Important Risks Related to this Article
There are risks associated with investing, including possible loss of principal. The Fund will invest in derivatives, including S&P 500 Index put options (“SPX Puts”). Derivative investments can be volatile, and these investments may be less liquid than securities, and more sensitive to the effects of varied economic conditions. The value of the SPX Puts in which the Fund invests is partly based on the volatility used by market participants to price such options (i.e., implied volatility). The options values are partly based on the volatility used by dealers to price such options, so increases in the implied volatility of such options will cause the value of such options to increase, which will result in a corresponding increase in the liabilities of the Fund and a decrease in the Fund’s NAV. Options may be subject to volatile swings in price influenced by changes in the value of the underlying instrument. The potential return to the Fund is limited to the amount of option premiums it receives; however, the Fund can potentially lose up to the entire strike price of each option it sells. Due to the investment strategy of the Fund, it may make higher capital gain distributions than other ETFs. Please read the Fund’s prospectus for specific details regarding the Fund’s risk profile.
The Cboe S&P 500 PutWrite Index is a product of S&P Dow Jones Indices LLC or its affiliates (“SPDJI”) and CBOE and has been licensed for use by WisdomTree. Standard & Poor’s® and S&P® are registered trademarks of Standard & Poor’s Financial Services LLC (“S&P”); Dow Jones® is a registered trademark of Dow Jones Trademarks Holdings LLC (“Dow Jones”); and these trademarks have been licensed for use by SPDJI and sublicensed for certain purposes by WisdomTree. Cboe® is a trademark of the Chicago Board Options Exchange, Incorporated, and has been licensed for use by SPDJI and WisdomTree. The WisdomTree CBOE S&P 500 PutWrite Strategy Fund is not sponsored, endorsed, sold or promoted by SPDJI, Dow Jones, S&P, their respective affiliates or the Chicago Board Options Exchange, Incorporated, and none of such parties make any representation regarding the advisability of investing in such product(s), nor do they have any liability for any errors, omissions or interruptions of the Cboe S&P 500 PutWrite Index.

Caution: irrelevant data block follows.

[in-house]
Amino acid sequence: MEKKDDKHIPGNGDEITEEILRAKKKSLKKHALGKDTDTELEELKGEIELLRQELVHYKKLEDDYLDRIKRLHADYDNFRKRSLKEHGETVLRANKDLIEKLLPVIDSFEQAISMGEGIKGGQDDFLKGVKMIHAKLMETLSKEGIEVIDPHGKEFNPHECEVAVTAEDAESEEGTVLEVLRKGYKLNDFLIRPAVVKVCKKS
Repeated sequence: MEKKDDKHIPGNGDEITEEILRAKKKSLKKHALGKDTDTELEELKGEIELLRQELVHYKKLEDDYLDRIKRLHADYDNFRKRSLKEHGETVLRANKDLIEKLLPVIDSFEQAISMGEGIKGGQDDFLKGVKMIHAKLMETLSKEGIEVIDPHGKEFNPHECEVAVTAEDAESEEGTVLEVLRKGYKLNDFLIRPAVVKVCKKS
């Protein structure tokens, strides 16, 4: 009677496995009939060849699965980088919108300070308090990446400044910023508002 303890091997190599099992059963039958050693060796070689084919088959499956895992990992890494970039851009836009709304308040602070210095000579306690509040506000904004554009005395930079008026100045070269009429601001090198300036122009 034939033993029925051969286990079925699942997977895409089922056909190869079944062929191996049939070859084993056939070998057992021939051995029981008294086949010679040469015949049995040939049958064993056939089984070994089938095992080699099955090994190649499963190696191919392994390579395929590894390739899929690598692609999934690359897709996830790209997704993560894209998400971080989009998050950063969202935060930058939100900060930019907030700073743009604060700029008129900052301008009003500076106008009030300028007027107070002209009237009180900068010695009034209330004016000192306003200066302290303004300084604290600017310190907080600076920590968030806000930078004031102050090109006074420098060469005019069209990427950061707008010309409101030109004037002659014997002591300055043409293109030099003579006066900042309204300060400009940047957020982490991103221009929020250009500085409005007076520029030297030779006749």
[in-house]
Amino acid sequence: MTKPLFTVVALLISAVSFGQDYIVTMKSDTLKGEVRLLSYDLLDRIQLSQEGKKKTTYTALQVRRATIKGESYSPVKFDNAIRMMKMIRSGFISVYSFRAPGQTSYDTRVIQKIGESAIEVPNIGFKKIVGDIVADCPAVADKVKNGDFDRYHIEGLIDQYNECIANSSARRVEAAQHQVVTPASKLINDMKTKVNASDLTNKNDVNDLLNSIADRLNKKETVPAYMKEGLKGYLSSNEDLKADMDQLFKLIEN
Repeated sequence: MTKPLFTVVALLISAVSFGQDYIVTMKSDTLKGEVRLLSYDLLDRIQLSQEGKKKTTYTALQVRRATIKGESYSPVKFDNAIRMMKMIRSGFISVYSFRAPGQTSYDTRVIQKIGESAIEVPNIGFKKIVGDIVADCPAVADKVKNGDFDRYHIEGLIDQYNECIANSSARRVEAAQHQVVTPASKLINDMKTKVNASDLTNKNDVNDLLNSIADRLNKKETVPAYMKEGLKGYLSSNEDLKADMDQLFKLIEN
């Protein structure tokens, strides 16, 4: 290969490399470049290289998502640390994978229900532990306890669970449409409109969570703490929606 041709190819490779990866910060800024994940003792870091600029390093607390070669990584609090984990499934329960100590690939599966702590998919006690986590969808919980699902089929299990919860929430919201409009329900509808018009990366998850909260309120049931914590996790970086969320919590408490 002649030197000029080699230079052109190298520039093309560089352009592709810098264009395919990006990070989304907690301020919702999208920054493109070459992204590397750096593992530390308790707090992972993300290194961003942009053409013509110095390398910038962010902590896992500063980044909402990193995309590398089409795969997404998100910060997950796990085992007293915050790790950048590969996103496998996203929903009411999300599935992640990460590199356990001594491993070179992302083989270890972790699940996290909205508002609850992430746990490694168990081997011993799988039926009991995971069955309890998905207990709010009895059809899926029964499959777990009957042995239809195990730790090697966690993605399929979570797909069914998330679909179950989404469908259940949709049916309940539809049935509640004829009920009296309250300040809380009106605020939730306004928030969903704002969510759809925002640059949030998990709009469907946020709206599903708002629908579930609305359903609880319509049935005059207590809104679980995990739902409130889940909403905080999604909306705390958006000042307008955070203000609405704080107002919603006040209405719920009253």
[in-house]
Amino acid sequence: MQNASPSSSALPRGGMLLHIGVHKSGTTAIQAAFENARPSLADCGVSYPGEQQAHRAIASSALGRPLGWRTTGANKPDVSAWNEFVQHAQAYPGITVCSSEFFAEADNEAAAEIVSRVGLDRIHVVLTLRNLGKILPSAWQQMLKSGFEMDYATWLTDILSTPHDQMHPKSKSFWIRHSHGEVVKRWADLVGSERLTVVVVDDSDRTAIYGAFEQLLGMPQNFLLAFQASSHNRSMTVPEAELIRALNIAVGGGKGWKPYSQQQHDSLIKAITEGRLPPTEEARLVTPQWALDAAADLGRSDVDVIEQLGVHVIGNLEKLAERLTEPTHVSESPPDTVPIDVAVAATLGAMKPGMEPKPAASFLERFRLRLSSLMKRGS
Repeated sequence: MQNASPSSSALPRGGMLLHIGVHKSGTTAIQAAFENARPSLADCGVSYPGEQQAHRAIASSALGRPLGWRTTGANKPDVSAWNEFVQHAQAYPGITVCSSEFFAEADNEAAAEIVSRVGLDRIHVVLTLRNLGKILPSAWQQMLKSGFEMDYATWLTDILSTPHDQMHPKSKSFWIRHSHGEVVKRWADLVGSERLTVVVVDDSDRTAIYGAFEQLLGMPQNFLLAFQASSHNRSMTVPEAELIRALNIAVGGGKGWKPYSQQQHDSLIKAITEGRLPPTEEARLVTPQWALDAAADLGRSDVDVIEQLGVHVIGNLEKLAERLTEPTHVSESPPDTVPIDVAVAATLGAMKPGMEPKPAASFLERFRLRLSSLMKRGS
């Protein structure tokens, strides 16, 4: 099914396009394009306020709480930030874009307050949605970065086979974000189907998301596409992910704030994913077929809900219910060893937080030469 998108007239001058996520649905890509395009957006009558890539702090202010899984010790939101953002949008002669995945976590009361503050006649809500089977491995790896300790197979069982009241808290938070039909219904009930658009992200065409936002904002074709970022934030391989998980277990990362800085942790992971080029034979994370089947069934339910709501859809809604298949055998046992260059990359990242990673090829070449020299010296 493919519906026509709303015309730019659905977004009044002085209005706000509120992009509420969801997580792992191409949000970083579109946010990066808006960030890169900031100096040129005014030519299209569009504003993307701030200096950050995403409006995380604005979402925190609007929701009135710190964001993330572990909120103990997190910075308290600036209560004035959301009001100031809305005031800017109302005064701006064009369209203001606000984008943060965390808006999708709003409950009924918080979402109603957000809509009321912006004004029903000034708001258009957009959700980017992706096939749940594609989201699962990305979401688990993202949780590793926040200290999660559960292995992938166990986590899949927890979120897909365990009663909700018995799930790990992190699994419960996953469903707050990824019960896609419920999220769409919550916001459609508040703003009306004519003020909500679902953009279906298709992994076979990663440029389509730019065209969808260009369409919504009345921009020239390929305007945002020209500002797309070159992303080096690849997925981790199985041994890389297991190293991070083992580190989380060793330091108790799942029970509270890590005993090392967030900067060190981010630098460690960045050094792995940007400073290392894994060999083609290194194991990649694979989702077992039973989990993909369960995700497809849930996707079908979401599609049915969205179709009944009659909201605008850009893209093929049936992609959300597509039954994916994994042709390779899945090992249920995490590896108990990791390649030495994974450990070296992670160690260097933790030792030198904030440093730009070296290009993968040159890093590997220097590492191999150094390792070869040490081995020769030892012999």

Jeremy Schwartz has served as our Global Chief Investment Officer since November 2021 and leads WisdomTree’s investment strategy team in the construction of WisdomTree’s equity Indexes, quantitative active strategies and multi-asset Model Portfolios. Jeremy joined WisdomTree in May 2005 as a Senior Analyst, adding Deputy Director of Research to his responsibilities in February 2007. He served as Director of Research from October 2008 to October 2018 and as Global Head of Research from November 2018 to November 2021. Before joining WisdomTree, he was a head research assistant for Professor Jeremy Siegel and, in 2022, became his co-author on the sixth edition of the book Stocks for the Long Run. Jeremy is also co-author of the Financial Analysts Journal paper “What Happened to the Original Stocks in the S&P 500?” He received his B.S. in economics from The Wharton School of the University of Pennsylvania and hosts the Wharton Business Radio program Behind the Markets on SiriusXM 132. Jeremy is a member of the CFA Society of Philadelphia.